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Counting MoneyI recently went to breakfast with a pastor friend. As we were eating we started talking about SBC politics, and so he told me about a couple who had been visiting his church for several weeks. This couple seemed really interested in joining the church. Yet, they told the pastor, "we really love your church and would like to join, but we just can't in good conscience be involved in a church that isn't missions minded." My friend was puzzled because his church is heavily involved in missions. They send out dozens of teams on short term trips, give lots of money to mission causes, and are involved in church plants and mission projects at the local, state, national, and international levels. How in the world could someone charge this church with not being missions-minded? By "missions-minded," this couple had a very specific idea in mind. They held in their hands a report of the state's churches and the amounts they gave to the Cooperative Program (CP). The report said that this church doesn't give any money to the CP.
      My friend was confused. His church does give money to the CP. His church gives money through the state convention. When he began to try and piece together exactly what was going on, this is what he discovered: because his church designates their CP gifts, they don't get credit for "CP" giving. 
      This church was concerned about a particular state Baptist college that doesn't have inerrantists teaching on the faculty, so when they give to the CP they simply ask that none of their money be given to this state college. Because they designate, even what might be considered the smallest of amounts, they don't get credit for giving through the CP (disclaimer: state conventions are autonomous and each determines how they treat CP and other funds). This church does get credit for giving to "Southern Baptist causes," but they don't get credit for giving to the CP. Therefore, in the mind of at least one couple, they are not missions-minded!

 This story is one illustration of a growing debate in the SBC. How should we count CP giving? The Executive Committee (EC) of the SBC was asked by the convention to define CP giving at the 2006 meeting in Greensboro and came back this year with Recommendation #12 which states:

The Cooperative Program (CP) is Southern Baptists' unified plan of giving through which cooperating Southern Baptist churches give a percentage of their undesignated receipts in support of their respective state convention and the Southern Baptist Convention missions and ministries.

    This recommendation did pass, but there was much debate surrounding it. According to this definition, it is only when a church gives a percentage of their undesignated receipts through their state convention that their money is considered part of the CP. Those churches who do not give through the state convention for whatever reason, be it doctrinal or practical, are not considered  churches that support the CP (interestingly, if they give the amount required to "SBC causes" they can still send messengers).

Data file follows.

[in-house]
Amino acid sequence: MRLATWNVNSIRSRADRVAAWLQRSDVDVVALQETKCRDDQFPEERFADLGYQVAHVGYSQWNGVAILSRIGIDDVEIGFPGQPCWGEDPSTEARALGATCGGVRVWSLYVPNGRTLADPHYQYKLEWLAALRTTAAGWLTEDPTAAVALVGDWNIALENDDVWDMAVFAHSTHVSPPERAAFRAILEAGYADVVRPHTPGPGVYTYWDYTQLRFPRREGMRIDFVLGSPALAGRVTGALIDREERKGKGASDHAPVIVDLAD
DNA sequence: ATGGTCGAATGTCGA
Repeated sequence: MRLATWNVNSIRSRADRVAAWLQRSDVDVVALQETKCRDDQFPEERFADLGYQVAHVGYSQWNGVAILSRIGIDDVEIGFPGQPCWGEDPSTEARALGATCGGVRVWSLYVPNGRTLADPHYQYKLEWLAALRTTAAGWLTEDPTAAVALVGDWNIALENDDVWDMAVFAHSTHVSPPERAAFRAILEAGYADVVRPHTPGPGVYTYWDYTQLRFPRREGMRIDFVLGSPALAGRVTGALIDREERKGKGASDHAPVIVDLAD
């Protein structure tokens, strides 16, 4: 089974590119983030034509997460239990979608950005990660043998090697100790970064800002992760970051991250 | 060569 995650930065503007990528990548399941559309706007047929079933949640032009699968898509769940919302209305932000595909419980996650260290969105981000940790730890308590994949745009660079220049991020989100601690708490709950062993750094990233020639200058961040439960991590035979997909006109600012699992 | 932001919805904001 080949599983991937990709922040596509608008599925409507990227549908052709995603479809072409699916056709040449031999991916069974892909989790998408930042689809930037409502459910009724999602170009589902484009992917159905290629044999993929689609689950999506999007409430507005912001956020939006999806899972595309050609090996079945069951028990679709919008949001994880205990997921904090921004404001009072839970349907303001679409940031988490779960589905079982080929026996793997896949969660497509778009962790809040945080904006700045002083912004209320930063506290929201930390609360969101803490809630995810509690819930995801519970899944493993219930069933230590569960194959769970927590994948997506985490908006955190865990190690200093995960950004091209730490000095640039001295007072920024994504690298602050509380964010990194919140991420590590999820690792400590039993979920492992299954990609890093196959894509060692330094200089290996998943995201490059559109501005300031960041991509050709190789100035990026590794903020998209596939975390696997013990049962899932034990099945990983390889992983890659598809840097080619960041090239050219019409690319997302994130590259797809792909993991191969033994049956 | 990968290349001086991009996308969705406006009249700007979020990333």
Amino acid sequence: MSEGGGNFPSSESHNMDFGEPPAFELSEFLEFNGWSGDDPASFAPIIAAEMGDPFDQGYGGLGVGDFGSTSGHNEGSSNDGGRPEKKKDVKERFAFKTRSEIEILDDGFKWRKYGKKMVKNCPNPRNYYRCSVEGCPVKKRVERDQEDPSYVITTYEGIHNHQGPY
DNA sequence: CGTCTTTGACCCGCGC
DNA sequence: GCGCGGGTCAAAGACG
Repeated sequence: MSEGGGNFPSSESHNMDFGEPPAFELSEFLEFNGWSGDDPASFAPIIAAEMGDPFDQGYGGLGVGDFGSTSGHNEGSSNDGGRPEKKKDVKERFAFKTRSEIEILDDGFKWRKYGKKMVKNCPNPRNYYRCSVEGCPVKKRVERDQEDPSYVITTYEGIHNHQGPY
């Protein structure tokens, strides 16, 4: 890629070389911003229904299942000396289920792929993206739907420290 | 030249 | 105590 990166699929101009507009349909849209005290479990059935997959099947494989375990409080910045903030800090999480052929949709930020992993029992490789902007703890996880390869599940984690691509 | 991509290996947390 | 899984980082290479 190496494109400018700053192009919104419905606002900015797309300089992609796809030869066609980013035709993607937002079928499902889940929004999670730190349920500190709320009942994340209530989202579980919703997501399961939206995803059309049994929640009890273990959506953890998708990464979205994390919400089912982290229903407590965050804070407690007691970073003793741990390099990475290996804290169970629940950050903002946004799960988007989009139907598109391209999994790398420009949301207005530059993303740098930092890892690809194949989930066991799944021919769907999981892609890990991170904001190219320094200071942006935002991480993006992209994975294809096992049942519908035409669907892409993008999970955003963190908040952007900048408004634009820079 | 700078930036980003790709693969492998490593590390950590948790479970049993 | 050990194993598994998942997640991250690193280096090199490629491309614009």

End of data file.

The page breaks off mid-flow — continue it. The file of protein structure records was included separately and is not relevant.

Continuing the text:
The EC insisted that this has always been the definition of the CP. In fact, they stated this on at least 3 occasions during the debate. I will paraphrase Dr. Chapman's comments which clarified the definition:

The CP has always been considered a process, a delivery system through the state to the SBC and that is what it is today with or without this definition. It is the responsibility of the SBC as a body in annual meeting to change that process if it deems necessary. Because you have not instructed us to do otherwise we promote giving through the state convention and some on to the SBC…(emphasis mine). Only what comes through the state to the EC is considered CP. There are churches that insist on giving directly to Southern Baptist missions, the CP, when a church insists it is the authority in Southern Baptist life and we are there to serve. We do receive the funding, but it is recorded at the EC as "SBC Causes." It still goes through the CP but doesn't count as CP per se on the books of the EC.

    I want to briefly analyze Dr. Chapman's statements and make a few observations:
1) This has always been the definition of the CP, but is just now being affirmed. As Dr. Chapman and Michael Lewis made clear, this recommendation simply codifies what has always been the standard practice. The only thing that has changed as a result of this definition is perhaps people understand the process better (I know I do). What is new with this definition is that the Executive Committee and the SBC as a body have endorsed this definition which has traditionally been driven by the state conventions.

2) I am afraid that too many state conventions take literally his words when he says that churches are to give through the state convention and give "some" on to the SBC. That is exactly why this has become a problem because the "some" is being defined as less and less. The average percentage in recent years that all state conventions have passed on to the CP is between 36 and 37%!